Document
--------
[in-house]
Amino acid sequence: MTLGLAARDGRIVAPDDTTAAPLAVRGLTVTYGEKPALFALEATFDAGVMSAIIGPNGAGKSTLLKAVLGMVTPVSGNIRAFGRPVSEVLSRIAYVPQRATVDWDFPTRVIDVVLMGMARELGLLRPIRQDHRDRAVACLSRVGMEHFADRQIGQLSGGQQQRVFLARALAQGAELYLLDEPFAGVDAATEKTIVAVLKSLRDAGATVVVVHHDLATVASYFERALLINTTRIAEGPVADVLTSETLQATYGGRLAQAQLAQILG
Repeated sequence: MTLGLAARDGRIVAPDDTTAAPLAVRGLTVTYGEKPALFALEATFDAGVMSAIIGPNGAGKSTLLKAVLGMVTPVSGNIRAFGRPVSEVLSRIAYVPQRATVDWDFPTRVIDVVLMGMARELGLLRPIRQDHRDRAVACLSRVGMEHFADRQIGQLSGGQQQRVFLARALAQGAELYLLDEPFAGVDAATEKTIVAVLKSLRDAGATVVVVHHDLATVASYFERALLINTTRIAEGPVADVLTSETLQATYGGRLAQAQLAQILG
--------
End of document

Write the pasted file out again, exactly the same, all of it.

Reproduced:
[in-house]
Amino acid sequence: MTLGLAARDGRIVAPDDTTAAPLAVRGLTVTYGEKPALFALEATFDAGVMSAIIGPNGAGKSTLLKAVLGMVTPVSGNIRAFGRPVSEVLSRIAYVPQRATVDWDFPTRVIDVVLMGMARELGLLRPIRQDHRDRAVACLSRVGMEHFADRQIGQLSGGQQQRVFLARALAQGAELYLLDEPFAGVDAATEKTIVAVLKSLRDAGATVVVVHHDLATVASYFERALLINTTRIAEGPVADVLTSETLQATYGGRLAQAQLAQILG
Repeated sequence: MTLGLAARDGRIVAPDDTTAAPLAVRGLTVTYGEKPALFALEATFDAGVMSAIIGPNGAGKSTLLKAVLGMVTPVSGNIRAFGRPVSEVLSRIAYVPQRATVDWDFPTRVIDVVLMGMARELGLLRPIRQDHRDRAVACLSRVGMEHFADRQIGQLSGGQQQRVFLARALAQGAELYLLDEPFAGVDAATEKTIVAVLKSLRDAGATVVVVHHDLATVASYFERALLINTTRIAEGPVADVLTSETLQATYGGRLAQAQLAQILG